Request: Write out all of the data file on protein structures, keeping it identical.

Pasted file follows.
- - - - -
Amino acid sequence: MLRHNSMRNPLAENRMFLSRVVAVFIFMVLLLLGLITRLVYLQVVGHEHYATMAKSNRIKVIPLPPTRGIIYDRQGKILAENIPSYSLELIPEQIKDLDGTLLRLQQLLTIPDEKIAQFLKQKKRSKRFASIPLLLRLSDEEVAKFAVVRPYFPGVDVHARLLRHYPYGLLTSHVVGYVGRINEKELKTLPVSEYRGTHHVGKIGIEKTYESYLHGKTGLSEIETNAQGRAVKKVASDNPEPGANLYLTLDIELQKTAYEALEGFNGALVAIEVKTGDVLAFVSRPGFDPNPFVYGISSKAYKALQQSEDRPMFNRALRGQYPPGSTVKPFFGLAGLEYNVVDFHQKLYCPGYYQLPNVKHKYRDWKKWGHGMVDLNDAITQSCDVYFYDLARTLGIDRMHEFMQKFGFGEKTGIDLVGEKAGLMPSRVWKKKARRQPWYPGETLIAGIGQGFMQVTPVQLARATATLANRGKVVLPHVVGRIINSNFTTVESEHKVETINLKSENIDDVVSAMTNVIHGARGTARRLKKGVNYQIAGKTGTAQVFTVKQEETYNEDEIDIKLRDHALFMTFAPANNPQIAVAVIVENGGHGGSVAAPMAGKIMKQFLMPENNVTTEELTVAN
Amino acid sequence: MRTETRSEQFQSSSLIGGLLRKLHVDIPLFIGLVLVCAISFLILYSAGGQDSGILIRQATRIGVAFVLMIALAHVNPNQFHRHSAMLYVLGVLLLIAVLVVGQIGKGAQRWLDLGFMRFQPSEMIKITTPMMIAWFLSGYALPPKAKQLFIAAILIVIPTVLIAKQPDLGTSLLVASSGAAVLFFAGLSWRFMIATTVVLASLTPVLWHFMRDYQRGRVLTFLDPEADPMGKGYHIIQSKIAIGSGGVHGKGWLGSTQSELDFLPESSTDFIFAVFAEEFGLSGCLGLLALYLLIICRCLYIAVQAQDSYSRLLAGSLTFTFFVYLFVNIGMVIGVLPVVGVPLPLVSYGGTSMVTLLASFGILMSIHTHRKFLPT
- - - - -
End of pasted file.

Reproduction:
Amino acid sequence: MLRHNSMRNPLAENRMFLSRVVAVFIFMVLLLLGLITRLVYLQVVGHEHYATMAKSNRIKVIPLPPTRGIIYDRQGKILAENIPSYSLELIPEQIKDLDGTLLRLQQLLTIPDEKIAQFLKQKKRSKRFASIPLLLRLSDEEVAKFAVVRPYFPGVDVHARLLRHYPYGLLTSHVVGYVGRINEKELKTLPVSEYRGTHHVGKIGIEKTYESYLHGKTGLSEIETNAQGRAVKKVASDNPEPGANLYLTLDIELQKTAYEALEGFNGALVAIEVKTGDVLAFVSRPGFDPNPFVYGISSKAYKALQQSEDRPMFNRALRGQYPPGSTVKPFFGLAGLEYNVVDFHQKLYCPGYYQLPNVKHKYRDWKKWGHGMVDLNDAITQSCDVYFYDLARTLGIDRMHEFMQKFGFGEKTGIDLVGEKAGLMPSRVWKKKARRQPWYPGETLIAGIGQGFMQVTPVQLARATATLANRGKVVLPHVVGRIINSNFTTVESEHKVETINLKSENIDDVVSAMTNVIHGARGTARRLKKGVNYQIAGKTGTAQVFTVKQEETYNEDEIDIKLRDHALFMTFAPANNPQIAVAVIVENGGHGGSVAAPMAGKIMKQFLMPENNVTTEELTVAN
Amino acid sequence: MRTETRSEQFQSSSLIGGLLRKLHVDIPLFIGLVLVCAISFLILYSAGGQDSGILIRQATRIGVAFVLMIALAHVNPNQFHRHSAMLYVLGVLLLIAVLVVGQIGKGAQRWLDLGFMRFQPSEMIKITTPMMIAWFLSGYALPPKAKQLFIAAILIVIPTVLIAKQPDLGTSLLVASSGAAVLFFAGLSWRFMIATTVVLASLTPVLWHFMRDYQRGRVLTFLDPEADPMGKGYHIIQSKIAIGSGGVHGKGWLGSTQSELDFLPESSTDFIFAVFAEEFGLSGCLGLLALYLLIICRCLYIAVQAQDSYSRLLAGSLTFTFFVYLFVNIGMVIGVLPVVGVPLPLVSYGGTSMVTLLASFGILMSIHTHRKFLPT